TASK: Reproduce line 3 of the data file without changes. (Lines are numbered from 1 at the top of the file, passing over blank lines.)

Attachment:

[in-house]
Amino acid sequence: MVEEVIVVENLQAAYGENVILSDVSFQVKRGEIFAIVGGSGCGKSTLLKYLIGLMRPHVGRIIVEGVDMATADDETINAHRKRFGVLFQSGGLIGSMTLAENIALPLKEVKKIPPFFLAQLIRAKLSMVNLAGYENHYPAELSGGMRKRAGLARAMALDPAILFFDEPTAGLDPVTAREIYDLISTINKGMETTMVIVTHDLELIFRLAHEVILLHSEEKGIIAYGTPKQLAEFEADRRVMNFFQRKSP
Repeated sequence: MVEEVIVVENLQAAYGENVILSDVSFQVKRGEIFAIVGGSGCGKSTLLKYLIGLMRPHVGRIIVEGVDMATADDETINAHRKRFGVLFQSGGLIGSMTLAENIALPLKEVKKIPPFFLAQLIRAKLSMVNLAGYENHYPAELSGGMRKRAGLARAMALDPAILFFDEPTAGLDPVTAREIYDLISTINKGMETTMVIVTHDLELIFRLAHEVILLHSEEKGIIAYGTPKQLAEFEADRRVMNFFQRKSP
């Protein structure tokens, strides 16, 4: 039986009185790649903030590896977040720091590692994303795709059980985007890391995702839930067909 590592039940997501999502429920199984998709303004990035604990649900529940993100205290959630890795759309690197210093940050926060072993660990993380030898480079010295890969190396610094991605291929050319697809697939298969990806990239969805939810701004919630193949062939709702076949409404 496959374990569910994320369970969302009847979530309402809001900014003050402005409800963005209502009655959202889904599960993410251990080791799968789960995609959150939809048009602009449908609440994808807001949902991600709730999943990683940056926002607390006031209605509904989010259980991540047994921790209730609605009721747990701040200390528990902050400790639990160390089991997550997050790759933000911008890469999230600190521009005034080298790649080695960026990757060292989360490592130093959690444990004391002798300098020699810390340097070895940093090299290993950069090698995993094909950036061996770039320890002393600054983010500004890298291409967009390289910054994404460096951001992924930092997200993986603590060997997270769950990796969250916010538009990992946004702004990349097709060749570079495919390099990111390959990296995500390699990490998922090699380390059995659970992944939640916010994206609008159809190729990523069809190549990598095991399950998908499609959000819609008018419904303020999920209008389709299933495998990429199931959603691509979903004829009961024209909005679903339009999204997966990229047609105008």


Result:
Repeated sequence: MVEEVIVVENLQAAYGENVILSDVSFQVKRGEIFAIVGGSGCGKSTLLKYLIGLMRPHVGRIIVEGVDMATADDETINAHRKRFGVLFQSGGLIGSMTLAENIALPLKEVKKIPPFFLAQLIRAKLSMVNLAGYENHYPAELSGGMRKRAGLARAMALDPAILFFDEPTAGLDPVTAREIYDLISTINKGMETTMVIVTHDLELIFRLAHEVILLHSEEKGIIAYGTPKQLAEFEADRRVMNFFQRKSP